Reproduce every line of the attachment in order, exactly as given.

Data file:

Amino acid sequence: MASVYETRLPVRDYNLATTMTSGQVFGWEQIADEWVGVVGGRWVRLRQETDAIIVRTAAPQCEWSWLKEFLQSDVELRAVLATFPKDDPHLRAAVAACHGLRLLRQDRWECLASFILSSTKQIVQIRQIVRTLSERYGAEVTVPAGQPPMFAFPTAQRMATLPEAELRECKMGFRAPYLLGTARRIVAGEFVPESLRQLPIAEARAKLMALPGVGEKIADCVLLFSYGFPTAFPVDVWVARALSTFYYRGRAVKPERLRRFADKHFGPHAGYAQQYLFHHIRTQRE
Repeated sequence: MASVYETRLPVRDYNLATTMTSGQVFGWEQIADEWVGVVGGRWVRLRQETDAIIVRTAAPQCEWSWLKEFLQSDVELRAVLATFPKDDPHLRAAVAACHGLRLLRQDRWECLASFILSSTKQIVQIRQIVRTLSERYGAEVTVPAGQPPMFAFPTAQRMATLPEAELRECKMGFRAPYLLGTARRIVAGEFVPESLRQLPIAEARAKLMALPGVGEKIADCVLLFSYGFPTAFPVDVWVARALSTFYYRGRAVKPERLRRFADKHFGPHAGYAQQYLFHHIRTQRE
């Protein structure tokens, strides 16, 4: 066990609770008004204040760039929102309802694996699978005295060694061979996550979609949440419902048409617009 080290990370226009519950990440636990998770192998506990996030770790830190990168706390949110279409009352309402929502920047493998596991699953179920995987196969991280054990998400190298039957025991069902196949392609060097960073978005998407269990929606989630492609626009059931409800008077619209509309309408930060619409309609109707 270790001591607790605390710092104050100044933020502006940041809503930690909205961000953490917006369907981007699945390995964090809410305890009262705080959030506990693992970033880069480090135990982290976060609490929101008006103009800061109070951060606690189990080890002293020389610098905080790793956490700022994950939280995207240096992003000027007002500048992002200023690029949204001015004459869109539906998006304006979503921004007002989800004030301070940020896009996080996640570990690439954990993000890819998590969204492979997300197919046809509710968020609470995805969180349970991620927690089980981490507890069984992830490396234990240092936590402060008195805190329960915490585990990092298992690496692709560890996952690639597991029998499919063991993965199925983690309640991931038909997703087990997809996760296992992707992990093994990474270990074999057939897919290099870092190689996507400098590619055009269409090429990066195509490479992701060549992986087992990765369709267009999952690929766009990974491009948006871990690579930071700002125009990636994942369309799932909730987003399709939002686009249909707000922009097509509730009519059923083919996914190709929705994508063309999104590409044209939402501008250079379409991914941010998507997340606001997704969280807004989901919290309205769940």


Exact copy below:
Amino acid sequence: MASVYETRLPVRDYNLATTMTSGQVFGWEQIADEWVGVVGGRWVRLRQETDAIIVRTAAPQCEWSWLKEFLQSDVELRAVLATFPKDDPHLRAAVAACHGLRLLRQDRWECLASFILSSTKQIVQIRQIVRTLSERYGAEVTVPAGQPPMFAFPTAQRMATLPEAELRECKMGFRAPYLLGTARRIVAGEFVPESLRQLPIAEARAKLMALPGVGEKIADCVLLFSYGFPTAFPVDVWVARALSTFYYRGRAVKPERLRRFADKHFGPHAGYAQQYLFHHIRTQRE
Repeated sequence: MASVYETRLPVRDYNLATTMTSGQVFGWEQIADEWVGVVGGRWVRLRQETDAIIVRTAAPQCEWSWLKEFLQSDVELRAVLATFPKDDPHLRAAVAACHGLRLLRQDRWECLASFILSSTKQIVQIRQIVRTLSERYGAEVTVPAGQPPMFAFPTAQRMATLPEAELRECKMGFRAPYLLGTARRIVAGEFVPESLRQLPIAEARAKLMALPGVGEKIADCVLLFSYGFPTAFPVDVWVARALSTFYYRGRAVKPERLRRFADKHFGPHAGYAQQYLFHHIRTQRE
């Protein structure tokens, strides 16, 4: 066990609770008004204040760039929102309802694996699978005295060694061979996550979609949440419902048409617009 080290990370226009519950990440636990998770192998506990996030770790830190990168706390949110279409009352309402929502920047493998596991699953179920995987196969991280054990998400190298039957025991069902196949392609060097960073978005998407269990929606989630492609626009059931409800008077619209509309309408930060619409309609109707 270790001591607790605390710092104050100044933020502006940041809503930690909205961000953490917006369907981007699945390995964090809410305890009262705080959030506990693992970033880069480090135990982290976060609490929101008006103009800061109070951060606690189990080890002293020389610098905080790793956490700022994950939280995207240096992003000027007002500048992002200023690029949204001015004459869109539906998006304006979503921004007002989800004030301070940020896009996080996640570990690439954990993000890819998590969204492979997300197919046809509710968020609470995805969180349970991620927690089980981490507890069984992830490396234990240092936590402060008195805190329960915490585990990092298992690496692709560890996952690639597991029998499919063991993965199925983690309640991931038909997703087990997809996760296992992707992990093994990474270990074999057939897919290099870092190689996507400098590619055009269409090429990066195509490479992701060549992986087992990765369709267009999952690929766009990974491009948006871990690579930071700002125009990636994942369309799932909730987003399709939002686009249909707000922009097509509730009519059923083919996914190709929705994508063309999104590409044209939402501008250079379409991914941010998507997340606001997704969280807004989901919290309205769940």